The applicable method may be too new: running in world age 21849, while current world is 21850.
Closest candidates are:
  _f() at REPL[1]:1 (method too new to be called from this world context.)                                                                                               
Stacktrace:                                                                                                                                                              
 [1] f(::Int64) at ./REPL[1]:1                                                                                                                                           

julia> f(2) # now it accesses the evaled definition from before                                                                                                          
1                                                                                                                                                                        

julia> f(3) # again, it accesses the evaled definition from before                                                                                                          
2                                                                                                                                                                        

(If you use a anonymous function in that example instead you get errors as the anonymous function effectively creates a new function on each invocation.)

Use Base.invokelatest, which updates the global method table before running a function:

julia> f(i) = (@eval _f()=$i; Base.invokelatest(_f))                                                                                                                     
f (generic function with 1 method)                                                                                                                                       

julia> f(1)                                                                                                                                                              
1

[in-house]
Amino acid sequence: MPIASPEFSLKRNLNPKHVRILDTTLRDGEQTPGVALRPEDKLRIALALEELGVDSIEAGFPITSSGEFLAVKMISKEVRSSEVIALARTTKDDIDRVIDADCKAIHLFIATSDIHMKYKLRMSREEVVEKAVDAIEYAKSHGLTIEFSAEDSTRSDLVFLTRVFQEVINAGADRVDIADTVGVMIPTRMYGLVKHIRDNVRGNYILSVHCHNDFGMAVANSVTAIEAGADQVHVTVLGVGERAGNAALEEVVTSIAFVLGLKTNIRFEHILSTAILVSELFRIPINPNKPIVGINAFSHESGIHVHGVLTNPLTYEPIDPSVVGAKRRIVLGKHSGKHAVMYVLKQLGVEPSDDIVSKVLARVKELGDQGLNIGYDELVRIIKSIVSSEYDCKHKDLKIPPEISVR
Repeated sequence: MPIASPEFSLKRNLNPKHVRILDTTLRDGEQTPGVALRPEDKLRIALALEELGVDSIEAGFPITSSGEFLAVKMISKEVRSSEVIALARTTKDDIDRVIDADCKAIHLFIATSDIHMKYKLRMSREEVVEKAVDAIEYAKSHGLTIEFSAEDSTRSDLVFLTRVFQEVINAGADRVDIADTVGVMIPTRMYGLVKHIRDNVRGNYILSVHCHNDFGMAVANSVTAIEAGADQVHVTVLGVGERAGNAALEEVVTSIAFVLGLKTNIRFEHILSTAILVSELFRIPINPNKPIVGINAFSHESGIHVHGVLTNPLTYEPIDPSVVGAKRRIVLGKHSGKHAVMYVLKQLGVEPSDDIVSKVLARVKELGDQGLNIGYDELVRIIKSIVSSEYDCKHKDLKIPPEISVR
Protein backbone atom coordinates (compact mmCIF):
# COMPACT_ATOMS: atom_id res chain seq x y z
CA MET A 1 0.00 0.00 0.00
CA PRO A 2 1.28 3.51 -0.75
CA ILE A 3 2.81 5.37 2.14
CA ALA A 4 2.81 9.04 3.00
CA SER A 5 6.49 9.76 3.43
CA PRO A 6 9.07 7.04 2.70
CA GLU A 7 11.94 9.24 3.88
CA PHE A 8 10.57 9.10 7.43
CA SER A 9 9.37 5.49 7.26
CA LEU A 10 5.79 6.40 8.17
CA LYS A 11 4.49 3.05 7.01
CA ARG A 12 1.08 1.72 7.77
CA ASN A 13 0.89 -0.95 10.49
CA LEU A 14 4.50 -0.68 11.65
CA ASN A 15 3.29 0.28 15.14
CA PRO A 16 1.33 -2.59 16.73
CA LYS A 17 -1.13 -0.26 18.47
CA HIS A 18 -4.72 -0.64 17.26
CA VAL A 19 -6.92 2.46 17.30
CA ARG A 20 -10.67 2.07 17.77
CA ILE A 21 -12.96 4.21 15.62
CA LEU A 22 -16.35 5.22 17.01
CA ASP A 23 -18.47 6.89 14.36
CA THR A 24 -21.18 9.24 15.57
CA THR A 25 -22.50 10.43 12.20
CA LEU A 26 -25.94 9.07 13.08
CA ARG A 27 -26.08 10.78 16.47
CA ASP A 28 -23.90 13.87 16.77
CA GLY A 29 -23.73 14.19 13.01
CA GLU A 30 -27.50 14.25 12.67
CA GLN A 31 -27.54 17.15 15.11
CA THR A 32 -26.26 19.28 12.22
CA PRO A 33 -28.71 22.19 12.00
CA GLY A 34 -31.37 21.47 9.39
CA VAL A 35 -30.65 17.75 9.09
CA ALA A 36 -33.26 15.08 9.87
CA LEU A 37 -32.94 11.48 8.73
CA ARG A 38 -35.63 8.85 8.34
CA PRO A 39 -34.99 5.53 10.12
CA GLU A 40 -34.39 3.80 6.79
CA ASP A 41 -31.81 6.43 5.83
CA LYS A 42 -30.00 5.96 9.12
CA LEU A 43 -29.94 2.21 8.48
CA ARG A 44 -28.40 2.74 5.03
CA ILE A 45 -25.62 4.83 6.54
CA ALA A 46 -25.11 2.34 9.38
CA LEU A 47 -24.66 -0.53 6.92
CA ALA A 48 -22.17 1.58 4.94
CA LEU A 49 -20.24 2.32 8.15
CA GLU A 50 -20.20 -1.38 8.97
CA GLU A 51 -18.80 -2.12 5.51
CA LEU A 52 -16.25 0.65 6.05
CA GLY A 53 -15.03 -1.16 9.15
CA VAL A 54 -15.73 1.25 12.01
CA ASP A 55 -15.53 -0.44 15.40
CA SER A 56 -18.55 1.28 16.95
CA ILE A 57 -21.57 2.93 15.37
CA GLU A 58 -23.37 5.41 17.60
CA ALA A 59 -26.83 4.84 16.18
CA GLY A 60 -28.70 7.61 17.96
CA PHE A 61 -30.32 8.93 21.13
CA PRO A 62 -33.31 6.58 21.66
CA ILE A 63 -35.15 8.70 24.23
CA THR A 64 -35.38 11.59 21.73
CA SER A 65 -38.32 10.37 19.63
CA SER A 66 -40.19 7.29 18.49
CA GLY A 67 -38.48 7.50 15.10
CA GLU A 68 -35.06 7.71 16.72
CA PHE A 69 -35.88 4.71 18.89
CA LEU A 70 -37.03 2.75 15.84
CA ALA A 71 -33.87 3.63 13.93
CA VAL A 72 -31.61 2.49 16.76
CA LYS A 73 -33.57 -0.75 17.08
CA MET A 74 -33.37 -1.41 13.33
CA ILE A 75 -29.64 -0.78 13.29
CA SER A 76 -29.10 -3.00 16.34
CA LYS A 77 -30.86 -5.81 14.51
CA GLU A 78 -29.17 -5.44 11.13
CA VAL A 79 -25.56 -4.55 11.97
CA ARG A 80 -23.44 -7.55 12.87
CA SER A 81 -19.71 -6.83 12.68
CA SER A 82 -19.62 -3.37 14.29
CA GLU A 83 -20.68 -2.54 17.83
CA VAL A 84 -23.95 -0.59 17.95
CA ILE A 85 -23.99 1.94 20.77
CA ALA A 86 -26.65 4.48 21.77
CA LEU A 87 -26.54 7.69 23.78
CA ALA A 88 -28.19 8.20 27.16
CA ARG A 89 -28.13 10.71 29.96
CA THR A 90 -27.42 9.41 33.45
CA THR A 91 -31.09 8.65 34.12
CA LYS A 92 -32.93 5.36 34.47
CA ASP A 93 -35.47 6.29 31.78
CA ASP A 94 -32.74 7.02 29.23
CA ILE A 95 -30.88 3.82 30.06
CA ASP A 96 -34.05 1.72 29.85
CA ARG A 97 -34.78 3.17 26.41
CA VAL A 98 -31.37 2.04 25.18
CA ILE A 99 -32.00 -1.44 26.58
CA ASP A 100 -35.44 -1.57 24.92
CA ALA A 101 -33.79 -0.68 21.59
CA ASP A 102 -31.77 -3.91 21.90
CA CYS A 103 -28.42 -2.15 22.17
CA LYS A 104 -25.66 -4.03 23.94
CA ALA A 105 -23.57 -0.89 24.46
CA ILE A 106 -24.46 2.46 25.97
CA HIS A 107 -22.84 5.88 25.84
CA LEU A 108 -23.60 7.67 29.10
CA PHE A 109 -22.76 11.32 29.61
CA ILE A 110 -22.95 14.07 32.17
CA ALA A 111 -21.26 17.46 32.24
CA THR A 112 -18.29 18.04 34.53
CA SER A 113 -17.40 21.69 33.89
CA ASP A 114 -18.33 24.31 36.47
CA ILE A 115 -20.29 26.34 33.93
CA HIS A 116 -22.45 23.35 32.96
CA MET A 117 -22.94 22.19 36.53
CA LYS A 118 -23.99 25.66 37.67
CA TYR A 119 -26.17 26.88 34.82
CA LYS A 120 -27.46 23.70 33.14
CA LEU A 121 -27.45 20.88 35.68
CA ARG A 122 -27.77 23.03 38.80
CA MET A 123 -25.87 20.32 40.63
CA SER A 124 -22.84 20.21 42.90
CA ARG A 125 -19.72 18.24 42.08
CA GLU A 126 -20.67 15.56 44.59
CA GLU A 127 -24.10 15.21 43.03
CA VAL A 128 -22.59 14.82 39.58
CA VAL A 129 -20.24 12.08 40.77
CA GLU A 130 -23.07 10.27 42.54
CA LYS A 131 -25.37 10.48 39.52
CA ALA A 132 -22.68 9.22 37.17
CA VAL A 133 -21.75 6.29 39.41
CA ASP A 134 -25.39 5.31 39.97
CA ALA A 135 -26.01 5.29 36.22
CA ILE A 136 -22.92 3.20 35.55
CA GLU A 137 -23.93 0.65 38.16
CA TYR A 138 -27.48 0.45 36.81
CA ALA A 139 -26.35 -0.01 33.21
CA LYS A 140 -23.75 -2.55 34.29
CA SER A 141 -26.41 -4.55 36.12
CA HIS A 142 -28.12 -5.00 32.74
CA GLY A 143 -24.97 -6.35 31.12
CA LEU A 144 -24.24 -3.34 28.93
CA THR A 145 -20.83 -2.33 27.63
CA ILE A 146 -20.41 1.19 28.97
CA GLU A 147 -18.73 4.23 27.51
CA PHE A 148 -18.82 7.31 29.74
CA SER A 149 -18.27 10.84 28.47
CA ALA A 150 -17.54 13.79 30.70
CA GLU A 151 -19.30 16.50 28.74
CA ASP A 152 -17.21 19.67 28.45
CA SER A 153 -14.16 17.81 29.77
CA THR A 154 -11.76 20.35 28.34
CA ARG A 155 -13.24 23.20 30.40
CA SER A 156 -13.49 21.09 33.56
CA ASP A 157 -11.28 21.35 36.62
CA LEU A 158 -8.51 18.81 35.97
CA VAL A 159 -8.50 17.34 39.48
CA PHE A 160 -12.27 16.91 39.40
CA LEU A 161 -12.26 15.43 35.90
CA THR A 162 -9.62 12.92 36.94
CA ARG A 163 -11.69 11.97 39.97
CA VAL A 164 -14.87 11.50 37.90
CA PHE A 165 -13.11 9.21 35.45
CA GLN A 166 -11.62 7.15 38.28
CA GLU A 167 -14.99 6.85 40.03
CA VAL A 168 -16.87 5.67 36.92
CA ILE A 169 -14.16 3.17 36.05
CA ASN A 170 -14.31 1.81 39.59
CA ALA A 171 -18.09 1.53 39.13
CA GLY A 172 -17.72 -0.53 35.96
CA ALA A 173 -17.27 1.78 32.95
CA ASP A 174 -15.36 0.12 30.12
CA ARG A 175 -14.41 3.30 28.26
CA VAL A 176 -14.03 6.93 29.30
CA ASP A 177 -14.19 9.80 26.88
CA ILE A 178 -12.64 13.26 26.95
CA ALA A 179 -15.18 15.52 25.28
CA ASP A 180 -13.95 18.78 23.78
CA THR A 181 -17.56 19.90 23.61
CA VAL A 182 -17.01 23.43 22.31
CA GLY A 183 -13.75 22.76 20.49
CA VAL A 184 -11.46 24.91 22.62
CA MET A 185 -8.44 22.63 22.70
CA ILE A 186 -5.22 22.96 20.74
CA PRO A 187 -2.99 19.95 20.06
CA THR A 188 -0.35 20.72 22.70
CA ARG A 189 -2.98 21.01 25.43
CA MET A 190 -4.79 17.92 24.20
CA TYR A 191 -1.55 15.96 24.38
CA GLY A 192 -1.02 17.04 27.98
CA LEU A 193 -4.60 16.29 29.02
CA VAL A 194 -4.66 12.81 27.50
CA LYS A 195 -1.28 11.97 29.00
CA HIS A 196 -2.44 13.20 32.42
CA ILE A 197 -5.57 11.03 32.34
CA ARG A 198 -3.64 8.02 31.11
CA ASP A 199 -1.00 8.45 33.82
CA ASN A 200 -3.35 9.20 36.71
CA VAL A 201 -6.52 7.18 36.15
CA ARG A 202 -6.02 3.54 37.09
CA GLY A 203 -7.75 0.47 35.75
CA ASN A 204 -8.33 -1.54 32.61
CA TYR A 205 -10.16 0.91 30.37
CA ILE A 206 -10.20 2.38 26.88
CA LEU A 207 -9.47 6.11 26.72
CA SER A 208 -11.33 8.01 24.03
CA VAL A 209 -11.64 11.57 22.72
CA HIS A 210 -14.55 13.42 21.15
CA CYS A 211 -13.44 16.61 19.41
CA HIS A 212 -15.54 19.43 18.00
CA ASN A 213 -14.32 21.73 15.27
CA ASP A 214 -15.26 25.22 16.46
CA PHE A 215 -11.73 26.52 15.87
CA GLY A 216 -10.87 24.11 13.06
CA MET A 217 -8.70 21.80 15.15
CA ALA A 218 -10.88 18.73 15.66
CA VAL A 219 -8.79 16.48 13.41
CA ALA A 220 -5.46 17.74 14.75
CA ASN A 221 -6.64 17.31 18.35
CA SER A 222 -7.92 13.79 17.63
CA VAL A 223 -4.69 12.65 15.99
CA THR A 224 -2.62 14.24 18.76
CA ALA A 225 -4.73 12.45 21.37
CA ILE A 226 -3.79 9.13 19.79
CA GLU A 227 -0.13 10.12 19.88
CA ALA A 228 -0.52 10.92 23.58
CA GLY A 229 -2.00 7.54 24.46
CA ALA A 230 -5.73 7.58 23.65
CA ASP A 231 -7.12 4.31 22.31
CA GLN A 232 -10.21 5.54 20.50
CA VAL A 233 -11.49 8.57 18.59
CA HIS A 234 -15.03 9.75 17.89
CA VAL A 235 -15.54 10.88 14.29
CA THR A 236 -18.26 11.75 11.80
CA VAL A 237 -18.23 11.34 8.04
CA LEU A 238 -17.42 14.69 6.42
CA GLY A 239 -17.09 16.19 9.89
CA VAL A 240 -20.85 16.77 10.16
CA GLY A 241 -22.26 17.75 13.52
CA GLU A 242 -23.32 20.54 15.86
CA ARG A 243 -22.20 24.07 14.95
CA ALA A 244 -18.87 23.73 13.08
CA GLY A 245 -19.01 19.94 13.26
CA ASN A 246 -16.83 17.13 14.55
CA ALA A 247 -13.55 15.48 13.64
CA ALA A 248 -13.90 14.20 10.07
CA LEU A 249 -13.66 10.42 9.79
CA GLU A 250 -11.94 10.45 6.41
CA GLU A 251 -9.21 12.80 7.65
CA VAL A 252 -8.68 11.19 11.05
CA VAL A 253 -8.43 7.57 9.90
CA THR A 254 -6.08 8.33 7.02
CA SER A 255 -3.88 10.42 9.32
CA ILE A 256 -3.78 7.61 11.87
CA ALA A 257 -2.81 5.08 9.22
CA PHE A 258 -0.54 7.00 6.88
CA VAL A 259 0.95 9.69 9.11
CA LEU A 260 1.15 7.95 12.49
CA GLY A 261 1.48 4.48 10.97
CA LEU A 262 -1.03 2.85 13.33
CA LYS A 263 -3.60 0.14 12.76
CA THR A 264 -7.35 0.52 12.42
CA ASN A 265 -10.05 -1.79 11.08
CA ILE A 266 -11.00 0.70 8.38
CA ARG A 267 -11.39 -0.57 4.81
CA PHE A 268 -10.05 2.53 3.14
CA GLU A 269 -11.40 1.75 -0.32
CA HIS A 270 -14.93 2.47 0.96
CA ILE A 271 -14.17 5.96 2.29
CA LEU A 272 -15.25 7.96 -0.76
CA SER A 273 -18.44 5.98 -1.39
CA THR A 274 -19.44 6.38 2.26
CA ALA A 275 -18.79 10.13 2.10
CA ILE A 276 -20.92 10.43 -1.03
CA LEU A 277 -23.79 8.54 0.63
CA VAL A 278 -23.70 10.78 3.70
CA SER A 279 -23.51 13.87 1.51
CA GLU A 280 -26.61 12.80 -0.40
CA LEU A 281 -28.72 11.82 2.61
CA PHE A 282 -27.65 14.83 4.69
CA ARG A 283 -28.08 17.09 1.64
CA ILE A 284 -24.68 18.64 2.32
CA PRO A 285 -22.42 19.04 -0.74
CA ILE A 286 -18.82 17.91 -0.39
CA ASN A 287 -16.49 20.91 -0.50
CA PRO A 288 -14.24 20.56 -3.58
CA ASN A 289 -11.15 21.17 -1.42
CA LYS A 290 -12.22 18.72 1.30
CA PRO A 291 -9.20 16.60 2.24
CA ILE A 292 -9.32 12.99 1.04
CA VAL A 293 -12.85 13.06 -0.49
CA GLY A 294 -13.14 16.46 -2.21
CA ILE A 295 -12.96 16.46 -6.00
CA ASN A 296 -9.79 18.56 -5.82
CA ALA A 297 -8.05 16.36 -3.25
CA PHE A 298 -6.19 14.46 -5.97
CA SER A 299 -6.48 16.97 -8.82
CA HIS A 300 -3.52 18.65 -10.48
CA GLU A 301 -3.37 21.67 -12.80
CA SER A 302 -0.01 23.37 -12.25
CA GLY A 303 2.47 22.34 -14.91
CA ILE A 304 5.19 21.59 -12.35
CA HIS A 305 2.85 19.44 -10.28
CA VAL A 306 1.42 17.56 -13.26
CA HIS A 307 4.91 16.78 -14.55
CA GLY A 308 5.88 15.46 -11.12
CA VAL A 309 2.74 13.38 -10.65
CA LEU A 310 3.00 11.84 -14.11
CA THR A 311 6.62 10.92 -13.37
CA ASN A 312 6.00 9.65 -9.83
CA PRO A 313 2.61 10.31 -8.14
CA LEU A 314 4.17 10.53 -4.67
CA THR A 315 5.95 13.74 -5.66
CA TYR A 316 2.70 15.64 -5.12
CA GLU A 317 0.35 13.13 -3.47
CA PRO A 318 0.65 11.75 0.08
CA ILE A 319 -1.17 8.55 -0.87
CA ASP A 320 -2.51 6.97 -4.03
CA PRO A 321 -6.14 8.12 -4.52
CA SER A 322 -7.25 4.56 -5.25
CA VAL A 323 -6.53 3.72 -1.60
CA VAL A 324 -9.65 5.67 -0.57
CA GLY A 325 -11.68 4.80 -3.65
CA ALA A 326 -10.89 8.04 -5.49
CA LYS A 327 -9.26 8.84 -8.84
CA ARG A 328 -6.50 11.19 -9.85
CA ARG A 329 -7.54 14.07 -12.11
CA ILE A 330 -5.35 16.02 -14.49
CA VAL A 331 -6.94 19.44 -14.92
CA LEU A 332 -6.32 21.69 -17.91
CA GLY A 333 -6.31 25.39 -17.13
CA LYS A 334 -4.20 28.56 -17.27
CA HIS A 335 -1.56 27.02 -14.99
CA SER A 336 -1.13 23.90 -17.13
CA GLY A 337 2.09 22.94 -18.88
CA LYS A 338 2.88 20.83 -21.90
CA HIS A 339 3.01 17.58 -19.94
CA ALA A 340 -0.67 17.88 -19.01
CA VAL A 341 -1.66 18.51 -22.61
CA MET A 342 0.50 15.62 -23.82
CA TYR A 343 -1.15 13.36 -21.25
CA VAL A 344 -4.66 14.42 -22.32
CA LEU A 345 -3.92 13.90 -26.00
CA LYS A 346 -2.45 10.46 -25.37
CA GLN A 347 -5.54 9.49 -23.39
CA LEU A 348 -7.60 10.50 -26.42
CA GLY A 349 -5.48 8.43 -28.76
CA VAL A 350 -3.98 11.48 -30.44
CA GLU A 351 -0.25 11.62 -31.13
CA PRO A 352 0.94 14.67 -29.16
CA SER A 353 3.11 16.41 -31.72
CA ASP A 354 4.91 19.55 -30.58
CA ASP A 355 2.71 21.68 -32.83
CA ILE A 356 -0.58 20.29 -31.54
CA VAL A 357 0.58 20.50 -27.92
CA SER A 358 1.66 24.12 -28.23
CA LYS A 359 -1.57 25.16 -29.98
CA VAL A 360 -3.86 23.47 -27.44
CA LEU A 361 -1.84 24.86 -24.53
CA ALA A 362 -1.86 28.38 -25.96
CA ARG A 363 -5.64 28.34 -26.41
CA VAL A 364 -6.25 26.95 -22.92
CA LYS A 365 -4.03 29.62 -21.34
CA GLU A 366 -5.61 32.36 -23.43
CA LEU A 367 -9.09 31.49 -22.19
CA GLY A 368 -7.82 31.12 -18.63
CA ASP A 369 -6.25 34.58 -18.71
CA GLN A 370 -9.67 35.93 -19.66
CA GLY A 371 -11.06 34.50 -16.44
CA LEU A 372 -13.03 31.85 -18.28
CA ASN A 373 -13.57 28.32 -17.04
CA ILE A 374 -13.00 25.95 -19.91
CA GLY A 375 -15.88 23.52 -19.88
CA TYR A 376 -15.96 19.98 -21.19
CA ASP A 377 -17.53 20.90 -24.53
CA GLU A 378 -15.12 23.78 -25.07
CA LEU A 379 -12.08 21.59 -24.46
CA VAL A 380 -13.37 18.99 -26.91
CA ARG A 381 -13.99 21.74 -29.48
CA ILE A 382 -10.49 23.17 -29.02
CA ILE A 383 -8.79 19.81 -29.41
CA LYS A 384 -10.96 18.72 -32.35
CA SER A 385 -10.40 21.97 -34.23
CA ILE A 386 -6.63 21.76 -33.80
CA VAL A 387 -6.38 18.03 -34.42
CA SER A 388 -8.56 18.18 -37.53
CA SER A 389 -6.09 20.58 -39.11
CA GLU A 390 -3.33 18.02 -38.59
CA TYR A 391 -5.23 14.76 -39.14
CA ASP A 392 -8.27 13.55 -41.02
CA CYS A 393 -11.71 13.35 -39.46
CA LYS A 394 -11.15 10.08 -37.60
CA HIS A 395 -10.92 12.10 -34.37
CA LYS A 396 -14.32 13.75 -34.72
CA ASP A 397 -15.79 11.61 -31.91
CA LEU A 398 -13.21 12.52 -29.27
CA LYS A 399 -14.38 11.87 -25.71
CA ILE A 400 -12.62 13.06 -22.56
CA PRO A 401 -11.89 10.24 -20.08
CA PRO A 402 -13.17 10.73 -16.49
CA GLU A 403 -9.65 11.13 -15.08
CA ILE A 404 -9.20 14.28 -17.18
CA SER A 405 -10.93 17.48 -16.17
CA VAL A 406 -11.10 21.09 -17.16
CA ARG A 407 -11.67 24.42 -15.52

julia> f(2)                                                                                                                                                              
2                                                                                                                                                                        

julia> f(i) = (ff = @eval ()->$i; Base.invokelatest(ff))  # with an anonymous function                                                                                                                
f (generic function with 1 method)                                                                                                                                                                                                                                                                                                            

julia> f(1)                                                                                                                                                              
1                                                                                                                                                                        

#5

Thank you both for your suggestions.
They work, and also give me a line of experimentation to pursue.